Lancaster looking to attract additional small businesses

As home to Anchor Hocking Co., Lancaster has long been identified as a manufacturing community. Recently, though, the city has begun touting its small business friendliness.

Lancaster officials are quick to list the city’s skilled workforce, proximity to several universities and colleges (and the fresh talent they offer), and its location (30 minutes southeast of Columbus) and direct access to Route 33 and nearby interstates 70 and 71 as compelling reasons business owners should consider locating there.

The city has utility capacity for growth coupled with a large labor pool and a can-d0 attitude, says Michael Pettit, Lancaster’s economic development director.

Its downtown business district in particular has successfully attracted numerous niche businesses that are doing well.

“The downtown business district is very conducive for small startups, as it offers the right size spaces and appropriate amount of foot traffic and exposure for businesses getting started,” he says.

Business owners thinking of setting up shop in Lancaster are advised to discuss locations with the Zoning Department before renting or purchasing to verify that their building meets code.

Though he couldn’t provide exact figures regarding the number of businesses that open in Lancaster each year, Lancaster-Fairfield Chamber of Commerce President Travis Markwood says the organization helps out with three to four ribbon cutting ceremonies per month at companies celebrating the opening or expansion of their operations.

To assist businesses just getting off the ground, the Chamber offers one-on-one meetings with a consultant from Ohio’s Small Business Development Center at its offices on North Broad Street.

“The Chamber also works to create strategic partnerships with organizations, suppliers and providers, like the Bureau of Workers’ Compensation, insurance carriers and third-party administrators, to negotiate pricing that many of the small business Chamber members can take advantage of,” Markwood says.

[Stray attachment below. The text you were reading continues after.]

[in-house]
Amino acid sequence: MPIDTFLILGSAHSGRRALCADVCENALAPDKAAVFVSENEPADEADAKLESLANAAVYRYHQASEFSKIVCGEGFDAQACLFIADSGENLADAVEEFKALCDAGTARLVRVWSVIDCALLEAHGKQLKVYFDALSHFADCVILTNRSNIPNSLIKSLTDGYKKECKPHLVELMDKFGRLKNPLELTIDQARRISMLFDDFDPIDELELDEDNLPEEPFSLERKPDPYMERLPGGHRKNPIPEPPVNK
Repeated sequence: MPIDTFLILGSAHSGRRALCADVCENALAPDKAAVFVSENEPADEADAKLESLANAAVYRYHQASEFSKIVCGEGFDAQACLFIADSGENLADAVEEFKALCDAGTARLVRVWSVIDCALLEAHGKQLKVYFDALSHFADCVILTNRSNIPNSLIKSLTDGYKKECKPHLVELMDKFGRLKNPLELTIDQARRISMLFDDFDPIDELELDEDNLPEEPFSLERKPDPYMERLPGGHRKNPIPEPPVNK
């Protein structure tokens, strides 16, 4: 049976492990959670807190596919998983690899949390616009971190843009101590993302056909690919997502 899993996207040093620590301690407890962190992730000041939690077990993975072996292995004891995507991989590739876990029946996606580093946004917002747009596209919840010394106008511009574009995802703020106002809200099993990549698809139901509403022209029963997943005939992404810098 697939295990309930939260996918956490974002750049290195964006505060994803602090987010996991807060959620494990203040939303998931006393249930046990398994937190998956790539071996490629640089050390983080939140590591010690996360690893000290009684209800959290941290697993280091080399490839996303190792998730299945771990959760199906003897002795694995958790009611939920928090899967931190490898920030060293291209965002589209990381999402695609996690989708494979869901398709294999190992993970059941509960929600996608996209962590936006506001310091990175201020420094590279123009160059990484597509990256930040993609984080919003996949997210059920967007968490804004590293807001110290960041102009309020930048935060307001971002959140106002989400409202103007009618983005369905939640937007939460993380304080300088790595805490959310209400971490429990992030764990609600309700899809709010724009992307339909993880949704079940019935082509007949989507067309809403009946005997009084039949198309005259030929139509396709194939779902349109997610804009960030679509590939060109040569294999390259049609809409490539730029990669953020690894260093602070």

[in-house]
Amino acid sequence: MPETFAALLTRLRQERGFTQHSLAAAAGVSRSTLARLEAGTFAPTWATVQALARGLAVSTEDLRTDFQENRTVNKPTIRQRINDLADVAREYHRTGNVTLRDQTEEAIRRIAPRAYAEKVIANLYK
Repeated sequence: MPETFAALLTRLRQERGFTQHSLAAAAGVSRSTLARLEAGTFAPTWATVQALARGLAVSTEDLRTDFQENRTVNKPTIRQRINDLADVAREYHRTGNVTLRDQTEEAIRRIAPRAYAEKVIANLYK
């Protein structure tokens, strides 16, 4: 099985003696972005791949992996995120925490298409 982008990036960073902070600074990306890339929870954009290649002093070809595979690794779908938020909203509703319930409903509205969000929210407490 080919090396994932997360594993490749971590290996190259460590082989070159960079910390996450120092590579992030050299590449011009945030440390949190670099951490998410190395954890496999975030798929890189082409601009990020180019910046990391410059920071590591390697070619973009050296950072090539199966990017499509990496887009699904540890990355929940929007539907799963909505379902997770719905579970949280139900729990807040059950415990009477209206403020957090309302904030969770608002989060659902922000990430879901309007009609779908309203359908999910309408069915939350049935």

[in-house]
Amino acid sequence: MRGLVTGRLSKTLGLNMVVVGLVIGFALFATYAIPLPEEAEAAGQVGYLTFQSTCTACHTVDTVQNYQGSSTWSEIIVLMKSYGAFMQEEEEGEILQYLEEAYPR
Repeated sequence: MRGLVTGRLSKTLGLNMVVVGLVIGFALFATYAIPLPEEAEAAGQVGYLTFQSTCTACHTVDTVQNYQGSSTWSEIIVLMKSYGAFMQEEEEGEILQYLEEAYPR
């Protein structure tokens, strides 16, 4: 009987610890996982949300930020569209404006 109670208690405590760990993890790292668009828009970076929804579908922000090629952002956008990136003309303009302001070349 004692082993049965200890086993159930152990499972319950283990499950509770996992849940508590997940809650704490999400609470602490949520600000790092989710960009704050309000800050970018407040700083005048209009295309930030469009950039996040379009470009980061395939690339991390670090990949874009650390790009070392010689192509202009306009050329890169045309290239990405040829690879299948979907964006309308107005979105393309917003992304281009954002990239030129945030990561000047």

In an effort to retain and promote the businesses it already has, Lancaster has partnered with Canal Winchester, Pickerington, Violet, Bloom and Greenfield townships, and Fairfield county to create the Fairfield 33 Corridor marketing alliance.

“The alliance is public and private funded, and the economic development practitioners from the partners market the region for investment through corporate calling missions, trade show attendance, Web-based marketing, and print media,” Pettit says.

Three brownfield redevelopments underway in Lancaster suggest the city is poised for additional growth.

The former Lancaster Glass Factory, located in the city’s downtown gateway, received a $2.5 million grant from the Clean Ohio Revitalization Fund. Plus,  a $1.5 million CORF award will facilitate the clean up of a former Ray-O-Vac battery plant, and a $100,000 grant from the Clean Ohio Assistance Fund will be used to assess the environmental status of a former service station next to Fairfield Medical Center that will be the site of a new medical office building.

More information about economic development in Lancaster can be found at